Life Takeaway: Looking at the language used when talking to yourself can make or break you. Asking empowering questions, removing the questions with “should,” and being kinder to yourself have the ability to shift your emotional state. Instead, calling yourself a failure when something is challenging, start looking at what you do well in those situations. Our language is a powerful tool and we get to control the way we use it.

4. Stretch Goals

Running Lesson: After watching a video about Elon Musk, I learned the term “stretch goals.” A stretch goal seems impossible to achieve in order to raise your standards. That is how I felt when I signed up for my first marathon. How the heck was I going to run 26.2 miles? The most I had ever run in my entire life was 10 miles and the thought of adding 16 miles onto that was overwhelming. I broke it down into months, weeks and days and each day I did a little something to move myself closer to my goal. Then one day, I crossed the finish line. There is nothing more rewarding than setting a stretch goal and achieving it.

Life Lesson: Setting stretch goals takes you outside of your comfort zone and gives you the opportunity to do something you never thought was possible. The confidence gained by progress and achievement fuels you into the next activity. Set a goal, break it down into manageable chunks and get out there and achieve it!

5. Community

Running Lesson: I trained on my own and I trained with a group. Having a group of people to go through the ups and downs of training is a transformative experience. My running community became the people that really knew me. They saw me at my absolute worst and at my absolute best, and loved me through the process of it all. One of our training locations had a co-ed bathroom. If you can go number 2 next to one of your training buddies of the opposite sex, then you can do just about anything.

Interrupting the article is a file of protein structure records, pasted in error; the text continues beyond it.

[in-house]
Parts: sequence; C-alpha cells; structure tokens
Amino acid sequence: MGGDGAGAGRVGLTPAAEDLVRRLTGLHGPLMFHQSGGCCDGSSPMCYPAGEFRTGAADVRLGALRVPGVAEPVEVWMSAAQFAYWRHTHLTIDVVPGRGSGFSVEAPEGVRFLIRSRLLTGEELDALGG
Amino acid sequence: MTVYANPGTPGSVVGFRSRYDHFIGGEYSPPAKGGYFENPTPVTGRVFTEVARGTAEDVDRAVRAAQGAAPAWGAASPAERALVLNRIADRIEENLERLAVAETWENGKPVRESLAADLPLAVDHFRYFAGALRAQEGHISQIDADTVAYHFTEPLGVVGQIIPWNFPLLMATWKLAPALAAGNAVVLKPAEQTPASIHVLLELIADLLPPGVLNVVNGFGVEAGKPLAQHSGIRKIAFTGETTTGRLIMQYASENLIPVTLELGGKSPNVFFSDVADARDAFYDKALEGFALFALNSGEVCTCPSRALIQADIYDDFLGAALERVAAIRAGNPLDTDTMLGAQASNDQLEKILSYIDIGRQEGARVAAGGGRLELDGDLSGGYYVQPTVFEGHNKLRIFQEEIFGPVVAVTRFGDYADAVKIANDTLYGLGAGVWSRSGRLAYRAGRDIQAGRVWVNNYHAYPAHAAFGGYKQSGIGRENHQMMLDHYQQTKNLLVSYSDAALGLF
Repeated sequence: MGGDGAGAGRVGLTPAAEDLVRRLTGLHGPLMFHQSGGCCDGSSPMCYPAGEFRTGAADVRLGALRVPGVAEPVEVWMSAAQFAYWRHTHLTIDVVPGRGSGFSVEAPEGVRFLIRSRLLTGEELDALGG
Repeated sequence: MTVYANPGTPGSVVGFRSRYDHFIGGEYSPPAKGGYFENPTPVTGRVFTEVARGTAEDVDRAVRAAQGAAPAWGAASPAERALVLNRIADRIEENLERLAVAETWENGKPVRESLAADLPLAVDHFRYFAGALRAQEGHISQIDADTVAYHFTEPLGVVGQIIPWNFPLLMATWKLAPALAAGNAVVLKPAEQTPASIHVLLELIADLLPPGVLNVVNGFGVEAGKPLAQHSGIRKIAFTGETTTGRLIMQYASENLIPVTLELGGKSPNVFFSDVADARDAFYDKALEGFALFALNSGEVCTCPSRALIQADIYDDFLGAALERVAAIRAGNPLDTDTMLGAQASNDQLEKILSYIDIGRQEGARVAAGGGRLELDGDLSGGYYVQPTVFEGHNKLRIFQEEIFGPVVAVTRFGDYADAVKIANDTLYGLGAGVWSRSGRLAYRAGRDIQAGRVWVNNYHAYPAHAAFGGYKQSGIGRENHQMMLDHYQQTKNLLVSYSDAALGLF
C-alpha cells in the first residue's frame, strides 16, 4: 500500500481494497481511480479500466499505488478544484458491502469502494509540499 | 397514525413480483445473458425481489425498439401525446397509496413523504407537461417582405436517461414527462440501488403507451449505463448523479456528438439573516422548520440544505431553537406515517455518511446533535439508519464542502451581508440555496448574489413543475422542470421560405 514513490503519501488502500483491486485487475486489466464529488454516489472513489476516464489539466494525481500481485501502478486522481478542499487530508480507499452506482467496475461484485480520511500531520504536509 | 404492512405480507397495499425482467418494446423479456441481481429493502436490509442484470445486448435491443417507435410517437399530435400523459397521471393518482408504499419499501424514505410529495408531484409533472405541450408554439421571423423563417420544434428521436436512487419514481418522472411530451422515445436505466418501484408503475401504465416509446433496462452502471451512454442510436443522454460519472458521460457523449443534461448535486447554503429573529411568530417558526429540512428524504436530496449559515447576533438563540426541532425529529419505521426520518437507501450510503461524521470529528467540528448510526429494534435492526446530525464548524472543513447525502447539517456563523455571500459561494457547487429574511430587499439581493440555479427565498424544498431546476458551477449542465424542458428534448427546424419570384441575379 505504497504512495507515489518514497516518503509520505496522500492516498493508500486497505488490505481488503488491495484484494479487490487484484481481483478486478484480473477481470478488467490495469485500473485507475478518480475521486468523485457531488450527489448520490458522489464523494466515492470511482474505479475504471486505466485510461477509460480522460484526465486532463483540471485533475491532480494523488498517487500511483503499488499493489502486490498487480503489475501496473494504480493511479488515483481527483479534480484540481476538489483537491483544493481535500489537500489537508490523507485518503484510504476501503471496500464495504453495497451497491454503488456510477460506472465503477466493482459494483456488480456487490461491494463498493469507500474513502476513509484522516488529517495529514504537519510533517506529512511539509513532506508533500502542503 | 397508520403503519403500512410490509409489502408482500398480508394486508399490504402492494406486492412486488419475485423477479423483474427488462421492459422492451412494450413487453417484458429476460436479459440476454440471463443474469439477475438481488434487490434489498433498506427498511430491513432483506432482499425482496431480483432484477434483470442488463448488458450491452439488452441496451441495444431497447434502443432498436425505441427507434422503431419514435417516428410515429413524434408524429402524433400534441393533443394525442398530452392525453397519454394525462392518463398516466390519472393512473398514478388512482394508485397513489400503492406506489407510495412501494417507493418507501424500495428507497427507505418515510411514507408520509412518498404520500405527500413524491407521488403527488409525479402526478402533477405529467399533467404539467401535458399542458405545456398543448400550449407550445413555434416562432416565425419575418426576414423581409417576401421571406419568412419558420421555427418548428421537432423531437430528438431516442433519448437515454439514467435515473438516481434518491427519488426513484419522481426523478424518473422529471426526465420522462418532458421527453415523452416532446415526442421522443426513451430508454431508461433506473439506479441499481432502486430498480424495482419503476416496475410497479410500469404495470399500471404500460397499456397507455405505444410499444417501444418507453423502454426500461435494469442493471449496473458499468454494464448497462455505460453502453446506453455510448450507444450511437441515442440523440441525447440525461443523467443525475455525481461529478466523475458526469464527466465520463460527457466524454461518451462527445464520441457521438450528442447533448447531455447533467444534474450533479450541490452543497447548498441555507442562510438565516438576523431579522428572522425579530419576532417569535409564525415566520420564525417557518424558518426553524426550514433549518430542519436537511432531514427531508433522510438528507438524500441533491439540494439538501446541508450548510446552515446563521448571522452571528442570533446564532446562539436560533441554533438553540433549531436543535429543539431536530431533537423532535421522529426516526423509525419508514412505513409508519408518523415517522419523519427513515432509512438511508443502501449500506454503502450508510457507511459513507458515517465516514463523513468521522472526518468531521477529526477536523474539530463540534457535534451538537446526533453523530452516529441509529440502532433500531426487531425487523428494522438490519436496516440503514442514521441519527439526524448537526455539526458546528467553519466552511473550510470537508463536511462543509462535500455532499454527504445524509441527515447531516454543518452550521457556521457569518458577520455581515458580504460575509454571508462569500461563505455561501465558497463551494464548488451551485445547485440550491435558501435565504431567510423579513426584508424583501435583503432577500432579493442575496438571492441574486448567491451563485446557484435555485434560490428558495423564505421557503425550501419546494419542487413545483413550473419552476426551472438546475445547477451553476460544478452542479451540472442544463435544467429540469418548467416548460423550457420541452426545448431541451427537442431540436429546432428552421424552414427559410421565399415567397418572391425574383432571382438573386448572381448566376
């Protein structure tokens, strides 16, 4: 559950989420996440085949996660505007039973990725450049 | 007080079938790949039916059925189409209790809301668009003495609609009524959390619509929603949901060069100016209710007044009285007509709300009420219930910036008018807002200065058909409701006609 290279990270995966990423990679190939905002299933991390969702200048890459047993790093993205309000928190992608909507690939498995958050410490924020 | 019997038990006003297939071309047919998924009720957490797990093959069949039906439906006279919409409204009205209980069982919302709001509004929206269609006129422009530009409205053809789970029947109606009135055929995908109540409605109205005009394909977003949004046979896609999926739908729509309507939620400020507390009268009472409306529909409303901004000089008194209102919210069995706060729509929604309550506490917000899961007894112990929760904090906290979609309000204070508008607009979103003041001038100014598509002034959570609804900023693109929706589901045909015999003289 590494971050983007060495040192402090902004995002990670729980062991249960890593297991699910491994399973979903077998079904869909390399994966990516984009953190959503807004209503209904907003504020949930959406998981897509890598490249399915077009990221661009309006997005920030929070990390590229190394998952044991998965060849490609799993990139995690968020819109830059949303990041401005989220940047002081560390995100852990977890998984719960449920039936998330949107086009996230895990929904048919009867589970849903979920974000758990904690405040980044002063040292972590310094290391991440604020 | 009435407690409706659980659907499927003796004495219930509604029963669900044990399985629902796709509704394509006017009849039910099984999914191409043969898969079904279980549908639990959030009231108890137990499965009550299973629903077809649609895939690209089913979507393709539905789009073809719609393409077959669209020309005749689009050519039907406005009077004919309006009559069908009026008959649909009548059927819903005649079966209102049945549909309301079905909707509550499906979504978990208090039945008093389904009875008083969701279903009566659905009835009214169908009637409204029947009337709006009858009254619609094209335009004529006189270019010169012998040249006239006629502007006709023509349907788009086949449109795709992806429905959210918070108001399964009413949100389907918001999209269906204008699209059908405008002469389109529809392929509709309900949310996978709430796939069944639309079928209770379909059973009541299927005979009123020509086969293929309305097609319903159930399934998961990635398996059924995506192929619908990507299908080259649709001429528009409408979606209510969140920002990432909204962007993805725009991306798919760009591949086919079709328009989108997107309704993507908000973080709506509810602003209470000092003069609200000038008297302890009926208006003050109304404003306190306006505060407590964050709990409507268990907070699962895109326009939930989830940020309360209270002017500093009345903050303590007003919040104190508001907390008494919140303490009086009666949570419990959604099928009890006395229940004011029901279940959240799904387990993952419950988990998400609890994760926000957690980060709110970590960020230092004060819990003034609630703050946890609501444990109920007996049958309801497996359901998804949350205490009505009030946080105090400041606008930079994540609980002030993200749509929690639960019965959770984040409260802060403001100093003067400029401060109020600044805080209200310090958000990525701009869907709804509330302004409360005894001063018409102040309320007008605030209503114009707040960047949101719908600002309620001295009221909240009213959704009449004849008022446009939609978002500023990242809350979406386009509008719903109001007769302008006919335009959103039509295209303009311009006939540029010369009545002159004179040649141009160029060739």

Life Lesson: Did you know that when women get together dopamine is released, a feel good hormone. This is called a “tend and befriend” response which highlights the power of community. Community is ingrained in our DNA as humans and finding a good group of people that love you no matter what, makes going through the trials and tribulations of life just a touch easier.

6. Working with an expert

Running Lesson: I ran races on my own and had a good time, but when I started working with trainer everything changed. Learning from someone who has gone through all the ups and downs of training and has solutions for everything, is a gift. My running coach for my second marathon was at the top of his game as an endurance athlete and trainer. He ran 100 mile races and knew not only the physical side of training, but also the mental side. He gave pointers for running stronger, faster and brought in other experts to go deeper into running techniques. It was truly a gift to my running career.

Life Lesson: Work with a mentor or a coach. Learning from someone else with the experience and knowledge can give you an advantage. Working with an expert allows you to grow in places you never knew existed.

Whether you are a runner or not, thinking about posture, fueling, language, stretch goals, community and working with an expert are relevant to everyday life. Think about areas where you feel stuck and want to move forward and try applying one of these tips. We all deserve to feel our best and reach our highest potential.